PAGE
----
During the 1910s automobiles rapidly replaced horses. Motorcars appealed to the adventurous and the professional—doctors and businessmen were among the first Americans to buy and drive cars. Over this momentous decade the design of the automobile stayed relatively stable: Henry Ford's Model T, introduced in 1908, set the standard, dominating the market and providing a model for its competitors. The wealthy drove cars that looked much like the Model T but were appointed with fur rugs and fine leather. During the 1910s the big changes in automobiles came in their production and engineering. Technological advances made cars easier to drive and maintain, while assembly innovations made them faster and cheaper to make.
New makes of cars proliferated - from the low cost Model T Ford through to the expensive Duesenberg and even more expensive Rolls Royce. Most of the carmakers no longer exist or have been amalgamated but many of the old car names like Buick, Cadillac, Chevrolet, Dodge, Fiat, Ford, Lincoln, and Oldsmobile live on today. Others like the Auburn, Cole, Crow, Davis, Dixie, Durant, Elcar, Grant, King, Kline, Lafayette, Kurtz, Marmon, Mercer, Overland, Peerless, Pilot, Roamer, Saxon, Stearns, Velie, Wescott and Winton are only seen in vintage car shows today. One of the biggest motoring events of 1927 was the release of the "new Ford", the model A, which replaced the long-standing Model T after 18 years of production.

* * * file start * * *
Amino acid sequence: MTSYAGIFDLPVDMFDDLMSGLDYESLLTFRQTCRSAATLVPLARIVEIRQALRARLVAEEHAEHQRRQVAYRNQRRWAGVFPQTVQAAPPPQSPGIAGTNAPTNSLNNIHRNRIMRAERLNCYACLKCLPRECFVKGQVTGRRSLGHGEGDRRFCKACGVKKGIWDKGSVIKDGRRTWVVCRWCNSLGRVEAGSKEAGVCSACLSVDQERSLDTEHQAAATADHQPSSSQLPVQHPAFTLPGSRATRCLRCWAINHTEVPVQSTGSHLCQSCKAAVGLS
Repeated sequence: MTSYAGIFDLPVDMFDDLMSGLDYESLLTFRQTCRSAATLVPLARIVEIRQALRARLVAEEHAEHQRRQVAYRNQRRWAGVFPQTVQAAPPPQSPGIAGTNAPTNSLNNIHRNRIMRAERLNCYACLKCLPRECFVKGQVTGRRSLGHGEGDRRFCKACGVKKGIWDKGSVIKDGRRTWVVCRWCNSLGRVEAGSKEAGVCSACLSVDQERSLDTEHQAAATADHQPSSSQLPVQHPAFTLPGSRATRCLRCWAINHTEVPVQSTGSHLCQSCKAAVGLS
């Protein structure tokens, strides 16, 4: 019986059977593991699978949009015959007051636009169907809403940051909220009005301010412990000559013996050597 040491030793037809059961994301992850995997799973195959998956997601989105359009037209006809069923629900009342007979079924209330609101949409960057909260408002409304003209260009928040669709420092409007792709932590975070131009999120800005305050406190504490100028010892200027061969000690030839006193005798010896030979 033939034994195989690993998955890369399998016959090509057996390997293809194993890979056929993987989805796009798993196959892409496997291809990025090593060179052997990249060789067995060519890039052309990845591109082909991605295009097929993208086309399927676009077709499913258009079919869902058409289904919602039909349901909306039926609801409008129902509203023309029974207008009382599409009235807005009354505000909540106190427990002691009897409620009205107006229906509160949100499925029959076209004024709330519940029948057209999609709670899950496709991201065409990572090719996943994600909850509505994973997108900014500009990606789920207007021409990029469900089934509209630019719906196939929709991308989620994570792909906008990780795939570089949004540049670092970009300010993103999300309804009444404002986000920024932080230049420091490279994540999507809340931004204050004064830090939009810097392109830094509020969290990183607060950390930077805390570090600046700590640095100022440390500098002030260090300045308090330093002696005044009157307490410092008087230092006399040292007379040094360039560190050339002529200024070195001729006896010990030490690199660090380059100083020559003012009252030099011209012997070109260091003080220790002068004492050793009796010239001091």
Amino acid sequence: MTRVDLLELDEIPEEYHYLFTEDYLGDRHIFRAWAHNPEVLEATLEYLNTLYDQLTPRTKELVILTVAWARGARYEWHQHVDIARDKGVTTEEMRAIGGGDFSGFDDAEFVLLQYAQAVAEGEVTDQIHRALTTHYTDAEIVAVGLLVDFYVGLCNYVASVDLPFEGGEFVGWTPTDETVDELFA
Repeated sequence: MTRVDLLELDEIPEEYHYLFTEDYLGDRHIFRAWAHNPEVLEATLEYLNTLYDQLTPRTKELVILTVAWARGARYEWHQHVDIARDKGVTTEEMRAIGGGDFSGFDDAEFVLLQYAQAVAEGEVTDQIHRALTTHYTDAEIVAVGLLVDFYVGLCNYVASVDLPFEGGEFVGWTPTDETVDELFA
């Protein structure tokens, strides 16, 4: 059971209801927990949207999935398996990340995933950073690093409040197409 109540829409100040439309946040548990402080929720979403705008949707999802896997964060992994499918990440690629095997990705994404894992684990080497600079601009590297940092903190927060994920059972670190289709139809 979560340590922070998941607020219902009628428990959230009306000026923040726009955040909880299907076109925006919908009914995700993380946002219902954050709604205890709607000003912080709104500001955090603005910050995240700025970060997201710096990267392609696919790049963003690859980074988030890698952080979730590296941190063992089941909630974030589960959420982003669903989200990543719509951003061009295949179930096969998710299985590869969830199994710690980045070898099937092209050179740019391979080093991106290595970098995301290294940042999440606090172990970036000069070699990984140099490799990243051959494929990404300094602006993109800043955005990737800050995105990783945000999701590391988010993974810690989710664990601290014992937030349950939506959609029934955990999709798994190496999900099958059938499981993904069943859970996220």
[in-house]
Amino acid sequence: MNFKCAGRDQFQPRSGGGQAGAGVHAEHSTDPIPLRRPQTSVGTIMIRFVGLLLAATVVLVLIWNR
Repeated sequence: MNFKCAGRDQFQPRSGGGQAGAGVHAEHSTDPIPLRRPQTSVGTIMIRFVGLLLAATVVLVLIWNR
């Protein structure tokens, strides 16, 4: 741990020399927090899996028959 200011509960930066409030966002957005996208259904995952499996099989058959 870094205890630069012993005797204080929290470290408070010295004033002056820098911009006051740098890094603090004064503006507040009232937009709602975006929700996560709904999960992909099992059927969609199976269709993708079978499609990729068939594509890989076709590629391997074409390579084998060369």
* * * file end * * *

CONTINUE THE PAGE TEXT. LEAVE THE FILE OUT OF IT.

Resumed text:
Most of the early cars were open tourers (convertibles) but it didn't take long before they were enclosed and fitted with heaters to improve passenger comfort. Companies that had formerly produced horse drawn vehicles became vehicle manufacturers or built bodies on chassis produced by others. Many of the expensive cars were custom built for their wealthy owners who often had a chauffeur/mechanic to drive them.
In the 1930s cars were the nation's symbol of leisure, convenience, and security. Middle-class and farming families were understandably reluctant to give up driving even in the worst years of the Depression. As the country reeled from the effects of the stock-market crash, the auto industry seemed resistant to the Depression. Sociologists Robert and Helen Lynd noted in 1932 that the Depression had not changed the public's commitment to automobiles. Car ownership was synonymous for many Americans with self-respect and the American dream.